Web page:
Ray Ozzie to Step Down as Microsoft Chief Software Architect

Microsoft’s chief software architect, Ray Ozzie, will be stepping down from the position after an undefined transitional period, according to Microsoft chief executive Steve Ballmer. Ballmer made the announcement via an e-mail sent out to Microsoft employees today, adding that he had no plans to fill Ozzie’s vacated position. “The CSA role was unique and I won’t refill the role after Ray’s departure,” he says in the statement.

Ozzie joined Microsoft and succeeded Bill Gates as chief software architect in 2005 when his company, Beverly, MA-based Groove Networks, was acquired for a price rumored around $200 million. In the statement, Ballmer credits Ozzie’s work over the last five years, saying that it “stimulated thinking across the company and helped catalyze our drive to the cloud.”

According to Ballmer, Ozzie will remain with Microsoft for a “natural transition time,” and will continue to work on ongoing strategic projects, and the entertainment space, where Ballmer says the company has a number of ongoing investments. He said nothing more about timing, other than “Ray will be onboard for a while.”

“Since being at Microsoft, both through inspiration and impact he’s been instrumental in our transition toward a software world now centered on services,” Ballmer says in the statement. “He’s always been a ‘maker’ and a partner, and we look forward to our continuing collaboration as his future unfolds. Ray has played a critical role in helping us to assume the leadership position in the cloud, and positioned us well for future success.”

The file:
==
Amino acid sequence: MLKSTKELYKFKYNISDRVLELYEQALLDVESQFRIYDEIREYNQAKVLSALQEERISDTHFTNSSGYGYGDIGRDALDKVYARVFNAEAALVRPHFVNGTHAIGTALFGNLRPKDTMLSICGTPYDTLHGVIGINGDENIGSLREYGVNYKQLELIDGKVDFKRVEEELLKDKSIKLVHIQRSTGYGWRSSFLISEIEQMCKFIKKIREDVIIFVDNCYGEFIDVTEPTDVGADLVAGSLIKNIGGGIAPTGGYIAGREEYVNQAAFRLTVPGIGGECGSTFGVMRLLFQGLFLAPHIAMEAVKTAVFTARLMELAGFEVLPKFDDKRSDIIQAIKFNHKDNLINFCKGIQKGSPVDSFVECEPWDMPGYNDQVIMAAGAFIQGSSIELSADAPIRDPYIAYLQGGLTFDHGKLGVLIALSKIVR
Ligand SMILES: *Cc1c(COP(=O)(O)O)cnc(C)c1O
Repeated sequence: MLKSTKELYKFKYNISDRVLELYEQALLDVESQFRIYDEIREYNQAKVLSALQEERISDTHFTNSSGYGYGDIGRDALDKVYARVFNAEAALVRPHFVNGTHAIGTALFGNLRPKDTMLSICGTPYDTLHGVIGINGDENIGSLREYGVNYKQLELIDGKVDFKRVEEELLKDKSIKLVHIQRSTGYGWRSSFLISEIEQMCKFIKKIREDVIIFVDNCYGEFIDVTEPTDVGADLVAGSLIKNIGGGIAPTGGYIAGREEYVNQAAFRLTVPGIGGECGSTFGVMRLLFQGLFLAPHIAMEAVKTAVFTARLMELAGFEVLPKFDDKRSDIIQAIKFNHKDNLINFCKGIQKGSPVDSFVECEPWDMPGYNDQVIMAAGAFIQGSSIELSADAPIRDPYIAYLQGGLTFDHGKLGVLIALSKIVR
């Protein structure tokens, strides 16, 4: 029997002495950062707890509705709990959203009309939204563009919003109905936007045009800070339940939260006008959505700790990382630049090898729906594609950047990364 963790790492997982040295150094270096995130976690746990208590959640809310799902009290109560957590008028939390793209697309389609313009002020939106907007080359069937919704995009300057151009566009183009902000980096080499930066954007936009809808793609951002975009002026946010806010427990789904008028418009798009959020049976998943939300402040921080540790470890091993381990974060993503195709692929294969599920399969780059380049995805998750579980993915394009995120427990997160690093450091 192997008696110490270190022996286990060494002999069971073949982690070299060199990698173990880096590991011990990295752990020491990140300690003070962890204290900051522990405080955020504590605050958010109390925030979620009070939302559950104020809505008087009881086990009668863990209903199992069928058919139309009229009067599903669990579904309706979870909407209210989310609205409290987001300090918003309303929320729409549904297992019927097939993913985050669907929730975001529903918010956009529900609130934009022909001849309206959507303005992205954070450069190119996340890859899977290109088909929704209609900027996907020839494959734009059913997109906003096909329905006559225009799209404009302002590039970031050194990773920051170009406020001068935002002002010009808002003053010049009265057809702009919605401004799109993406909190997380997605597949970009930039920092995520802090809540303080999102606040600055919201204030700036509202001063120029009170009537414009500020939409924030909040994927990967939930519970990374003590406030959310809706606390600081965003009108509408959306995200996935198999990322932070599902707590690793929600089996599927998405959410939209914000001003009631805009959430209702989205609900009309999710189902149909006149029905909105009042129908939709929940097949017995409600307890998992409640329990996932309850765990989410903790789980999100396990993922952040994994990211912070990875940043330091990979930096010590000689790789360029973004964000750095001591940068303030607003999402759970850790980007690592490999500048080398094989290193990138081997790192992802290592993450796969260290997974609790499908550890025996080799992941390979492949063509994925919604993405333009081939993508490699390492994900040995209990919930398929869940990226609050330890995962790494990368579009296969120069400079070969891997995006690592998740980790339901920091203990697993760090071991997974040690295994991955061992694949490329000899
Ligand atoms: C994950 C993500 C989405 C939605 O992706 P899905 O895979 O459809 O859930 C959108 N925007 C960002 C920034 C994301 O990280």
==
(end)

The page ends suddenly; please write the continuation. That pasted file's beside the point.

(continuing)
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3 responses to “Ray Ozzie to Step Down as Microsoft Chief Software Architect”

  1. For those who may have missed it, Xconomy’s national IT editor Greg Huang predicted Ozzie’s departure in this exclusive feature back in December. Greg quoted a former Microsoft executive after the reorganization of the company’s Azure cloud computing division. Ozzie had just lost an internal power struggle, which meant that Ozzie’s “power and influence is gone,” the executive said. “At Microsoft, it all comes down to power politics…If you don’t have product groups working for you, what power do you have?”


  2. Ken says:

    Ray will NOT be missed at Microsoft. He will not be replaced because he didn’t do anything. He failed to lead. He failed to articulate a strategy that made sense. Three screens and a cloud of dust? Give me a break.

    Ray’s huge ego couldn’t handle being ignored by the powerful product group leaders at Microsoft.

    Ray rarely came out of his office in 5 years. No great speeches, no inspiring vision statements, no execution.

    Ray is way over rated.